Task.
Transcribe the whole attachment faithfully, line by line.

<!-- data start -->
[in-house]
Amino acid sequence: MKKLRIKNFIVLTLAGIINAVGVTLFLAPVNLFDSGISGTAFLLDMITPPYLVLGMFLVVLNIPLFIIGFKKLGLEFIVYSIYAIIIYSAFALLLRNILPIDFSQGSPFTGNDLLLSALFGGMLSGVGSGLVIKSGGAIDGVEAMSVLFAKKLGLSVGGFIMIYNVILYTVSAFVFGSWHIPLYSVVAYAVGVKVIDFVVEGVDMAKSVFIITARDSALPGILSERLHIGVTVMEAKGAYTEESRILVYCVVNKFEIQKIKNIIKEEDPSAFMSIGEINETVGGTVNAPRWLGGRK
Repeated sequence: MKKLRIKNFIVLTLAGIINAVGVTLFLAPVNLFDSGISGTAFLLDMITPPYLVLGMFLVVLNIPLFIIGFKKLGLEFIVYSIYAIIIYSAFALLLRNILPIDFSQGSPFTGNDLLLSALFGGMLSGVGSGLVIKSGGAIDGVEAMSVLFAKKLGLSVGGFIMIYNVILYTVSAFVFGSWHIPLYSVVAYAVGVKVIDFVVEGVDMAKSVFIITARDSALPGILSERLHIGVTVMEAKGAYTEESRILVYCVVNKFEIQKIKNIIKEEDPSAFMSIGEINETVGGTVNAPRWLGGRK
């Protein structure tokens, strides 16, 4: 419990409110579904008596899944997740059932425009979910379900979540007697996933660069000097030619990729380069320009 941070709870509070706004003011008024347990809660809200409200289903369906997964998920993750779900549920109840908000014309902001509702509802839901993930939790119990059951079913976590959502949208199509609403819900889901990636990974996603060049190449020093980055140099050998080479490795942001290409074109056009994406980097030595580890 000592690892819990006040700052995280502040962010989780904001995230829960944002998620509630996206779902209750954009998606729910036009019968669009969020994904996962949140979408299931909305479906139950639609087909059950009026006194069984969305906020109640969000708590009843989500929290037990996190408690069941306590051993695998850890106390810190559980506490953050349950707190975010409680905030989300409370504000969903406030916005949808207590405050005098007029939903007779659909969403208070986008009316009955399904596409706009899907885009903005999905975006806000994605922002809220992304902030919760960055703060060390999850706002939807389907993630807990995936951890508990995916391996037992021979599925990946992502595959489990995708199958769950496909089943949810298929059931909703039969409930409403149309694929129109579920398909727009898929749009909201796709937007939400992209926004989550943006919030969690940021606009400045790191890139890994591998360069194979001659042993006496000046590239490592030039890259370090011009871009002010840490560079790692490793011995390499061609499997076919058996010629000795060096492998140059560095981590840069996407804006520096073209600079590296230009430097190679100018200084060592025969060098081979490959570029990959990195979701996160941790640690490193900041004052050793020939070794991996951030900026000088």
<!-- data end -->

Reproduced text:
[in-house]
Amino acid sequence: MKKLRIKNFIVLTLAGIINAVGVTLFLAPVNLFDSGISGTAFLLDMITPPYLVLGMFLVVLNIPLFIIGFKKLGLEFIVYSIYAIIIYSAFALLLRNILPIDFSQGSPFTGNDLLLSALFGGMLSGVGSGLVIKSGGAIDGVEAMSVLFAKKLGLSVGGFIMIYNVILYTVSAFVFGSWHIPLYSVVAYAVGVKVIDFVVEGVDMAKSVFIITARDSALPGILSERLHIGVTVMEAKGAYTEESRILVYCVVNKFEIQKIKNIIKEEDPSAFMSIGEINETVGGTVNAPRWLGGRK
Repeated sequence: MKKLRIKNFIVLTLAGIINAVGVTLFLAPVNLFDSGISGTAFLLDMITPPYLVLGMFLVVLNIPLFIIGFKKLGLEFIVYSIYAIIIYSAFALLLRNILPIDFSQGSPFTGNDLLLSALFGGMLSGVGSGLVIKSGGAIDGVEAMSVLFAKKLGLSVGGFIMIYNVILYTVSAFVFGSWHIPLYSVVAYAVGVKVIDFVVEGVDMAKSVFIITARDSALPGILSERLHIGVTVMEAKGAYTEESRILVYCVVNKFEIQKIKNIIKEEDPSAFMSIGEINETVGGTVNAPRWLGGRK
């Protein structure tokens, strides 16, 4: 419990409110579904008596899944997740059932425009979910379900979540007697996933660069000097030619990729380069320009 941070709870509070706004003011008024347990809660809200409200289903369906997964998920993750779900549920109840908000014309902001509702509802839901993930939790119990059951079913976590959502949208199509609403819900889901990636990974996603060049190449020093980055140099050998080479490795942001290409074109056009994406980097030595580890 000592690892819990006040700052995280502040962010989780904001995230829960944002998620509630996206779902209750954009998606729910036009019968669009969020994904996962949140979408299931909305479906139950639609087909059950009026006194069984969305906020109640969000708590009843989500929290037990996190408690069941306590051993695998850890106390810190559980506490953050349950707190975010409680905030989300409370504000969903406030916005949808207590405050005098007029939903007779659909969403208070986008009316009955399904596409706009899907885009903005999905975006806000994605922002809220992304902030919760960055703060060390999850706002939807389907993630807990995936951890508990995916391996037992021979599925990946992502595959489990995708199958769950496909089943949810298929059931909703039969409930409403149309694929129109579920398909727009898929749009909201796709937007939400992209926004989550943006919030969690940021606009400045790191890139890994591998360069194979001659042993006496000046590239490592030039890259370090011009871009002010840490560079790692490793011995390499061609499997076919058996010629000795060096492998140059560095981590840069996407804006520096073209600079590296230009430097190679100018200084060592025969060098081979490959570029990959990195979701996160941790640690490193900041004052050793020939070794991996951030900026000088």